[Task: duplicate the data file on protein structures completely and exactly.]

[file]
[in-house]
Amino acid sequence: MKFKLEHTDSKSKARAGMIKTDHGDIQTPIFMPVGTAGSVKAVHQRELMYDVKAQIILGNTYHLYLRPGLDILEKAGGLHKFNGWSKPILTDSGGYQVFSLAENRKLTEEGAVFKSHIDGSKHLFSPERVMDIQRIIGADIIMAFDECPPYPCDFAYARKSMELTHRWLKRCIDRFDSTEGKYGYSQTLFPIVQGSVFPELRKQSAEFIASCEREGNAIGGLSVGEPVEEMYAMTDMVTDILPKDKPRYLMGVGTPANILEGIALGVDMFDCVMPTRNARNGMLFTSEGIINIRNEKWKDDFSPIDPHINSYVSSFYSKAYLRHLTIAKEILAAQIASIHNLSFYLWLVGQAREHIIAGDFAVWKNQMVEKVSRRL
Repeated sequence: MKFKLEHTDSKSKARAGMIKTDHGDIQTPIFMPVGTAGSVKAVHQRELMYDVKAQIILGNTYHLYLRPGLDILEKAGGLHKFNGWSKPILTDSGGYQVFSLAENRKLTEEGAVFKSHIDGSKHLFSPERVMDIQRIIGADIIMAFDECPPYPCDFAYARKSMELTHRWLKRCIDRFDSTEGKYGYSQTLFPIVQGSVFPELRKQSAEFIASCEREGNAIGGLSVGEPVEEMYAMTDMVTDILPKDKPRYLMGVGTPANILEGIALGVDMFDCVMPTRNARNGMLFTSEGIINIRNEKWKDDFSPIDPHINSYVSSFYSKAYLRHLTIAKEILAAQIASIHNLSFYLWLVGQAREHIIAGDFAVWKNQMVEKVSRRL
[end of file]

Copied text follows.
[in-house]
Amino acid sequence: MKFKLEHTDSKSKARAGMIKTDHGDIQTPIFMPVGTAGSVKAVHQRELMYDVKAQIILGNTYHLYLRPGLDILEKAGGLHKFNGWSKPILTDSGGYQVFSLAENRKLTEEGAVFKSHIDGSKHLFSPERVMDIQRIIGADIIMAFDECPPYPCDFAYARKSMELTHRWLKRCIDRFDSTEGKYGYSQTLFPIVQGSVFPELRKQSAEFIASCEREGNAIGGLSVGEPVEEMYAMTDMVTDILPKDKPRYLMGVGTPANILEGIALGVDMFDCVMPTRNARNGMLFTSEGIINIRNEKWKDDFSPIDPHINSYVSSFYSKAYLRHLTIAKEILAAQIASIHNLSFYLWLVGQAREHIIAGDFAVWKNQMVEKVSRRL
Repeated sequence: MKFKLEHTDSKSKARAGMIKTDHGDIQTPIFMPVGTAGSVKAVHQRELMYDVKAQIILGNTYHLYLRPGLDILEKAGGLHKFNGWSKPILTDSGGYQVFSLAENRKLTEEGAVFKSHIDGSKHLFSPERVMDIQRIIGADIIMAFDECPPYPCDFAYARKSMELTHRWLKRCIDRFDSTEGKYGYSQTLFPIVQGSVFPELRKQSAEFIASCEREGNAIGGLSVGEPVEEMYAMTDMVTDILPKDKPRYLMGVGTPANILEGIALGVDMFDCVMPTRNARNGMLFTSEGIINIRNEKWKDDFSPIDPHINSYVSSFYSKAYLRHLTIAKEILAAQIASIHNLSFYLWLVGQAREHIIAGDFAVWKNQMVEKVSRRL